All the while, the right to free expression always is in mind. And yet, more is greatly needed from the Internet community, especially the companies that knowingly or unknowingly play host to hateful content.

For starters, the companies need to learn why some content it is hosting — like Holocaust denial — is indeed hate speech, as are jokes using anti-gay epithets. And they need to put adequate resources in place to respond to complaints about the presence of hate-filled posts, and to take down those posts promptly.

And more is needed from parents and educators. Teaching kids about cyber-literacy and online civility is a start, and we do a woefully bad job of that in this country.

And as demonstrated by the women pushing Facebook to change, people who use the Internet need to speak up when they see online hate. “When you see something, say something” should not be restricted to unattended parcels. We each have a duty to speak out against online hate.

Edmund Burke’s pre-Internet warning still applies: “The only thing necessary for the triumph of evil is for good men to do nothing.”

Abraham H. Foxman is National Director of the Anti-Defamation League. Christopher Wolf, an attorney who specializes in Internet privacy law, is the League’s Civil Rights Chair. They are the co-authors of “Viral Hate: Containing Its Spread on the Internet (Palgrave Macmillan, June 2013). This article was originally published by Fox News.

Leave a Reply

Please note: comments may be published in the Algemeiner print edition.


Current day month ye@r *

More...

  • Arts and Culture US & Canada ‘Death of Klinghoffer’ Actress Compares Met Opera to ‘Schindler’s List’

    ‘Death of Klinghoffer’ Actress Compares Met Opera to ‘Schindler’s List’

    An actress starring in the controversial Met Opera The Death of Klinghoffer defended the show on Tuesday by comparing it to the 1993 Holocaust film Schindler’s List, New York Post reported. “To me, this was like [the movie] Schindler’s List. We make art so people won’t forget,’’ said the actress, who plays a captured passenger in the show and asked not to be identified. The Met Opera focuses on the infamous murder of Lower East Side Jewish resident Leon Klinghoffer, 69. The wheelchair-bound father of [...]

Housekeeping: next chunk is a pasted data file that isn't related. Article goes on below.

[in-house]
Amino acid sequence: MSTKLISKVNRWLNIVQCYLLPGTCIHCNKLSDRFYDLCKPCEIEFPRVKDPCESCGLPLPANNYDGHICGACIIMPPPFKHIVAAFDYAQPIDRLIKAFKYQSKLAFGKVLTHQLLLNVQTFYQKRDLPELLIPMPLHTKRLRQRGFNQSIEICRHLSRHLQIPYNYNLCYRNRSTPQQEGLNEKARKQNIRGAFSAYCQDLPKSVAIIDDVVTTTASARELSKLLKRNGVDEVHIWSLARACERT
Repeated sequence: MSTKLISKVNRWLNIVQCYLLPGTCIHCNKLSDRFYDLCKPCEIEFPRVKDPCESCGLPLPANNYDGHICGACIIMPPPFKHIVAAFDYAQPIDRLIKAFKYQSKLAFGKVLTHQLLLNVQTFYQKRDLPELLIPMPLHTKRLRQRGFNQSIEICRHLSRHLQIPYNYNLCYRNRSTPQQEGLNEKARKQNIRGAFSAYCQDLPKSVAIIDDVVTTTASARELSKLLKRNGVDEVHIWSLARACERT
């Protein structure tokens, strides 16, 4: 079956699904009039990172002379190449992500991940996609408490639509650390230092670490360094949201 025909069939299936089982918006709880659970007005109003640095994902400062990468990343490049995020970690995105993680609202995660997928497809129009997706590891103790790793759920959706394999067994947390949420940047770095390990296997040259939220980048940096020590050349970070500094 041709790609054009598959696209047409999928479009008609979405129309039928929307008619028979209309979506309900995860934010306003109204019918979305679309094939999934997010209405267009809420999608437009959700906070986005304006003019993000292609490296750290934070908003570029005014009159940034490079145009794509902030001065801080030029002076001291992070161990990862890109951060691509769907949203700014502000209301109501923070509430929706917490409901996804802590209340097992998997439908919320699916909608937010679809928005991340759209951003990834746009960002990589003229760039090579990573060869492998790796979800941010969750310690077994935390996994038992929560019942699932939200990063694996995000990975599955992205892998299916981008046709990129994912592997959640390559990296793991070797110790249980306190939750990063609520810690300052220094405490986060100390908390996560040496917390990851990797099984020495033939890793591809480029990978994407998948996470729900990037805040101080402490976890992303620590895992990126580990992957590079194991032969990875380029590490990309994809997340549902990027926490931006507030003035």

Read more →
  • Analysis Arts and Culture Beyond ‘Klinghoffer’: Opera’s Composer, Librettist Have Broader Jewish Problem

    Beyond ‘Klinghoffer’: Opera’s Composer, Librettist Have Broader Jewish Problem

    JNS.org – One of the most controversial operas in recent memory, “The Death of Klinghoffer,” debuted Oct. 20 at New York’s Metropolitan Opera. The Met has scheduled seven more performances through November. The first staging did not occur without protest, as about 400 demonstrators—including Jewish communal and nationally recognized leaders—came to Lincoln Center to denounce the anti-Jewish and anti-Israel opera. “Klinghoffer,” the creation of composer John Adams and librettist Alice Goodman, premiered in 1991—with few additional stagings. The opera is based [...]

    Read more →
  • Arts and Culture US & Canada Israeli Actress Gal Gadot in Talks to Star in Ben-Hur Remake

    Israeli Actress Gal Gadot in Talks to Star in Ben-Hur Remake

    Israeli actress Gal Gadot is in negotiations to take on the female lead role in the remake of the 1959 classic Ben-Hur, according to The Hollywood Reporter. If the deal is finalized Gadot will play Esther, a slave and Ben-Hur’s love interest. Actor Jack Huston will star as the Jewish prince who is betrayed into slavery by his childhood friend Messala, played by Toby Kebbell. Ben-Hur fights for his freedom and vengeance with the help of Morgan Freeman’s character, who trains Ben-Hur how to win at chariot-racing. [...]